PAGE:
Modern movie licenses like Terminator: SalvationAvatar and Green Latern also “under-performed” at the box office and the toy store, resulting in a product glut we’re only just now reaching the end of. Costly lessons like these have made the big companies more cautious when it comes to producing tie-ins. Of course, you can still walk into just about any Wal-Mart in America and find figures from the first Thor movie hanging on the pegs, so it remains a crapshoot.


Star Wars figures remain a popular mainstay of the action figure aisle, but were nearly pushed into retail extinction by the unending tide of Episode One merchandise that flooded toy stores from 1999 on. Hasbro actually issued an apology for how badly the Episode 1 wave peg-warmed. Sure, we’re getting the 6″ Black Series today — but never forget, friends. Never forget.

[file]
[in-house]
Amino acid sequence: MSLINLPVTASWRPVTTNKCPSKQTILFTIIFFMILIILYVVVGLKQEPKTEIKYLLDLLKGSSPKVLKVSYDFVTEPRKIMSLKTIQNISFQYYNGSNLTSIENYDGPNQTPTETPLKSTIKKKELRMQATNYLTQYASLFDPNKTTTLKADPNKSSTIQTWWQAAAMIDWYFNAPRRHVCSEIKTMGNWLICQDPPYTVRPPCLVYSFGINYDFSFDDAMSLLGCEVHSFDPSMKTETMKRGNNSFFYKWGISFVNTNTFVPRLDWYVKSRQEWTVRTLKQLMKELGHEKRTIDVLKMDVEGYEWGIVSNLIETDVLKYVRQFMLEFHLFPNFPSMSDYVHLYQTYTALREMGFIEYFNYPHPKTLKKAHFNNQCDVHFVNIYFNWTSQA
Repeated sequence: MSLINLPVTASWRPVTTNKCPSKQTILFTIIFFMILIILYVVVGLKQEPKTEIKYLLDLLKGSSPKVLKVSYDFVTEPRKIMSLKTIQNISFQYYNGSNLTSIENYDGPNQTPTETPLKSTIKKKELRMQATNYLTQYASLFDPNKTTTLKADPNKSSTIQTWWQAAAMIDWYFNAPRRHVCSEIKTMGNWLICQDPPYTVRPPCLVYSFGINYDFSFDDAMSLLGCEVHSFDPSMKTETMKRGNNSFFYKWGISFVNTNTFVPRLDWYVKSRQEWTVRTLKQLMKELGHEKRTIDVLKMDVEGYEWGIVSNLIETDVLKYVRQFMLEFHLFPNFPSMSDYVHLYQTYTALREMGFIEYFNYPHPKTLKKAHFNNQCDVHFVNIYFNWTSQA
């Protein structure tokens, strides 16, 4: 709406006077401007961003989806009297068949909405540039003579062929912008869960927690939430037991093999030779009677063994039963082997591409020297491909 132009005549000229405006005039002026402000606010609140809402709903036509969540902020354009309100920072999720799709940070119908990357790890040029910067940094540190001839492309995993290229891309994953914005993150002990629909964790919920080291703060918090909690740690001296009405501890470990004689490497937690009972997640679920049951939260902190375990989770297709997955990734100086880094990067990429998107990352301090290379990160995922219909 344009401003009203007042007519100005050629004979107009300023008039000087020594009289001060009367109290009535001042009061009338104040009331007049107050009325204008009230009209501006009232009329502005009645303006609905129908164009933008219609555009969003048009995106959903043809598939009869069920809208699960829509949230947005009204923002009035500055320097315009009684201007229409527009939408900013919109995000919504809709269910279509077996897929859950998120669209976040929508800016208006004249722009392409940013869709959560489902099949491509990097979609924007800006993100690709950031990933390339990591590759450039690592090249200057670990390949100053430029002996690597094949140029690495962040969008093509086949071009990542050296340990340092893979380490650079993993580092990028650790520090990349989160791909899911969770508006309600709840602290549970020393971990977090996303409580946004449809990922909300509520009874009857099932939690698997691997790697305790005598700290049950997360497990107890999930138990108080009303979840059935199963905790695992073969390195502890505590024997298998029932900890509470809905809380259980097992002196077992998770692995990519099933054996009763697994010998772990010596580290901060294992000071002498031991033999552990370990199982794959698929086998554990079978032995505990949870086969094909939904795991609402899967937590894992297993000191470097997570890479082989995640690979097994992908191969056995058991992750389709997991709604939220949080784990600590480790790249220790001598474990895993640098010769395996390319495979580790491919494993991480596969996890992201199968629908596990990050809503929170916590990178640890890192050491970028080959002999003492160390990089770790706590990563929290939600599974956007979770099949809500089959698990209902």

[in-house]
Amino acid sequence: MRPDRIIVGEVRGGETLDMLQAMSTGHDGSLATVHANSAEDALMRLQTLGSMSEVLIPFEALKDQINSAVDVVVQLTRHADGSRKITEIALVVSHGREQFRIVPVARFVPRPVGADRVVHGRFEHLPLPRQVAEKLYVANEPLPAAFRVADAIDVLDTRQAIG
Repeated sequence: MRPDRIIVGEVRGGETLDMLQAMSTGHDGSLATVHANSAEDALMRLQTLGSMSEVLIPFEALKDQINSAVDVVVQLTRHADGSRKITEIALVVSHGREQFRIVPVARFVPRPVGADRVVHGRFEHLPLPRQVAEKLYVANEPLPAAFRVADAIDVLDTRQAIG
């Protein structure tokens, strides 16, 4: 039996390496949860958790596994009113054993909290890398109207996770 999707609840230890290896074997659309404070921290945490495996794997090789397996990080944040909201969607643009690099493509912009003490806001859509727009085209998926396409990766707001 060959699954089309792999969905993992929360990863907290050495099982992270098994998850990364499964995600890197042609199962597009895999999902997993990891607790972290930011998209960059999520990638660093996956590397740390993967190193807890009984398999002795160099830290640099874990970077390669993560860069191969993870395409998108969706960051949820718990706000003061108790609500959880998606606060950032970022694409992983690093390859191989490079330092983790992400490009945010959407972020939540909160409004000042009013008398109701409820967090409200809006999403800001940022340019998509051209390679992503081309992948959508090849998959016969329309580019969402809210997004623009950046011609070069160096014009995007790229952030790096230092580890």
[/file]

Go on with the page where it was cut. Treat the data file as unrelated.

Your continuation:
The dust hasn’t cleared as far as DC Universe Classics is concerned. A rag-tag group of Captain Cold and Cyborg figures lived at my local Target for years — it was like they were part of the Occupy movement or something. I’m still seeing waves 17 and 18 at retail and that may ultimately settle the matter — it seems like there are enough unwanted Samuri and Orange Lantern Luthor figures to populate a planet. While a lot of the contenders have finally dropped out of the race, there are a hardcore few hanging in there. Super Powers Steppenwolf is still seen in surprisingly high numbers. Power Girl also can’t seem to get a date, with a nearby Wal-Mart having at least 20 at last count.